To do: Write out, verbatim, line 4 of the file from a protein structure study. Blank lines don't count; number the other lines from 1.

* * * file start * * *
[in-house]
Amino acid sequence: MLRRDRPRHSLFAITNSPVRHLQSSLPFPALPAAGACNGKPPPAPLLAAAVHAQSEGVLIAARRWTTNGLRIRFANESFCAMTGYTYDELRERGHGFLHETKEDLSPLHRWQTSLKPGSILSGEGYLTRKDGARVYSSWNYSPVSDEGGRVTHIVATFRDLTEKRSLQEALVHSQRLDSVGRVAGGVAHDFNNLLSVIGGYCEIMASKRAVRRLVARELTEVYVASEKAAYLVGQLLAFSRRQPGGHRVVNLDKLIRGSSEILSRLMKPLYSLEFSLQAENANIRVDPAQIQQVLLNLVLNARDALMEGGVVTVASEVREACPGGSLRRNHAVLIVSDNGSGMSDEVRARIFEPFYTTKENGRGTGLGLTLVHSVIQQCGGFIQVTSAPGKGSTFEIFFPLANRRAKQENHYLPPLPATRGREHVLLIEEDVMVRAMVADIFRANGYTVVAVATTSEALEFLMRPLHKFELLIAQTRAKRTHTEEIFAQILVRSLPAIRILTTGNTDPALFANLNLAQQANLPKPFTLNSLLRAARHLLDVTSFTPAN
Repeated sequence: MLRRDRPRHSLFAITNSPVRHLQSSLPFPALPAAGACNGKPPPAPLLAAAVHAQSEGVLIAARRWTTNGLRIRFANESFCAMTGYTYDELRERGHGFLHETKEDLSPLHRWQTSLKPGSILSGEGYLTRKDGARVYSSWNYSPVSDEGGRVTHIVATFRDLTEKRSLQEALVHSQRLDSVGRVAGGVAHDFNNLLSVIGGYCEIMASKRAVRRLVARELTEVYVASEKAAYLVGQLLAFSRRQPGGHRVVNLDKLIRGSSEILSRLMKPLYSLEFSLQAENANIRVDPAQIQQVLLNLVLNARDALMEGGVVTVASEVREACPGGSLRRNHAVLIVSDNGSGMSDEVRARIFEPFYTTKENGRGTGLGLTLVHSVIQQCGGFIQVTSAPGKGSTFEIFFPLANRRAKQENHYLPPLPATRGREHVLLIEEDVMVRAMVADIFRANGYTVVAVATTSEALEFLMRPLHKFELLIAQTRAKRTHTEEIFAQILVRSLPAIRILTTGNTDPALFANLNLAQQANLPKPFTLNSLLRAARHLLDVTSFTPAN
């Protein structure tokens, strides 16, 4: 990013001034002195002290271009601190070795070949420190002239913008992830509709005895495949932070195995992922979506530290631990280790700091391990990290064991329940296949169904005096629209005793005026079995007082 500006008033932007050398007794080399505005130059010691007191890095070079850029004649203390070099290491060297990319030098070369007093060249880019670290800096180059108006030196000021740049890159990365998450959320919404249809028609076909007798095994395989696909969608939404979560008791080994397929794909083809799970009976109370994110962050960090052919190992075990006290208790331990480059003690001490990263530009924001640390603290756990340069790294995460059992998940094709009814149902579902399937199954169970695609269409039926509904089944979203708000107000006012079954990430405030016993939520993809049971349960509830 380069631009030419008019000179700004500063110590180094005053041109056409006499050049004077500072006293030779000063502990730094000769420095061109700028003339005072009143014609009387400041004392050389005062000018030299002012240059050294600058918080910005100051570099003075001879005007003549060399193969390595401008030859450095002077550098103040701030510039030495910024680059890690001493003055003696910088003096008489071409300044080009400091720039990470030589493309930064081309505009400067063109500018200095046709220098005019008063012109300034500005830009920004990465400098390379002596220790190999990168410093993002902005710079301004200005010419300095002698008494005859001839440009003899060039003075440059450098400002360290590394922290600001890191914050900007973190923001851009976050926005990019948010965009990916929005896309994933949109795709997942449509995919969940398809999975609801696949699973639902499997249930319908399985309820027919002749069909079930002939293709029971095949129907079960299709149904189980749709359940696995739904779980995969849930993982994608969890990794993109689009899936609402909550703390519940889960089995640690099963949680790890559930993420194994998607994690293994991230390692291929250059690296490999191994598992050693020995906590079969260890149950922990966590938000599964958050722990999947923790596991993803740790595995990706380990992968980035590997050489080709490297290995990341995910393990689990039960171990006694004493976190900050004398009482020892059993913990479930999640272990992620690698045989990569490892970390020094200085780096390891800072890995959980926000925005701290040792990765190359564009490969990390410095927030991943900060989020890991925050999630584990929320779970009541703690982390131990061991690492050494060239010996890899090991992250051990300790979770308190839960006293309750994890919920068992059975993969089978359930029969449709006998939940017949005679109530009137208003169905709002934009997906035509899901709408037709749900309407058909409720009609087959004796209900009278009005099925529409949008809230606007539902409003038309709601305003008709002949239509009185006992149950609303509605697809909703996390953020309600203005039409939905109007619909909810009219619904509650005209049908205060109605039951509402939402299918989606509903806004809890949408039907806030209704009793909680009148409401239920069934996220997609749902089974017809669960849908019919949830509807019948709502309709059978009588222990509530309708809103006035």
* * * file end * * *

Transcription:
């Protein structure tokens, strides 16, 4: 990013001034002195002290271009601190070795070949420190002239913008992830509709005895495949932070195995992922979506530290631990280790700091391990990290064991329940296949169904005096629209005793005026079995007082 500006008033932007050398007794080399505005130059010691007191890095070079850029004649203390070099290491060297990319030098070369007093060249880019670290800096180059108006030196000021740049890159990365998450959320919404249809028609076909007798095994395989696909969608939404979560008791080994397929794909083809799970009976109370994110962050960090052919190992075990006290208790331990480059003690001490990263530009924001640390603290756990340069790294995460059992998940094709009814149902579902399937199954169970695609269409039926509904089944979203708000107000006012079954990430405030016993939520993809049971349960509830 380069631009030419008019000179700004500063110590180094005053041109056409006499050049004077500072006293030779000063502990730094000769420095061109700028003339005072009143014609009387400041004392050389005062000018030299002012240059050294600058918080910005100051570099003075001879005007003549060399193969390595401008030859450095002077550098103040701030510039030495910024680059890690001493003055003696910088003096008489071409300044080009400091720039990470030589493309930064081309505009400067063109500018200095046709220098005019008063012109300034500005830009920004990465400098390379002596220790190999990168410093993002902005710079301004200005010419300095002698008494005859001839440009003899060039003075440059450098400002360290590394922290600001890191914050900007973190923001851009976050926005990019948010965009990916929005896309994933949109795709997942449509995919969940398809999975609801696949699973639902499997249930319908399985309820027919002749069909079930002939293709029971095949129907079960299709149904189980749709359940696995739904779980995969849930993982994608969890990794993109689009899936609402909550703390519940889960089995640690099963949680790890559930993420194994998607994690293994991230390692291929250059690296490999191994598992050693020995906590079969260890149950922990966590938000599964958050722990999947923790596991993803740790595995990706380990992968980035590997050489080709490297290995990341995910393990689990039960171990006694004493976190900050004398009482020892059993913990479930999640272990992620690698045989990569490892970390020094200085780096390891800072890995959980926000925005701290040792990765190359564009490969990390410095927030991943900060989020890991925050999630584990929320779970009541703690982390131990061991690492050494060239010996890899090991992250051990300790979770308190839960006293309750994890919920068992059975993969089978359930029969449709006998939940017949005679109530009137208003169905709002934009997906035509899901709408037709749900309407058909409720009609087959004796209900009278009005099925529409949008809230606007539902409003038309709601305003008709002949239509009185006992149950609303509605697809909703996390953020309600203005039409939905109007619909909810009219619904509650005209049908205060109605039951509402939402299918989606509903806004809890949408039907806030209704009793909680009148409401239920069934996220997609749902089974017809669960849908019919949830509807019948709502309709059978009588222990509530309708809103006035």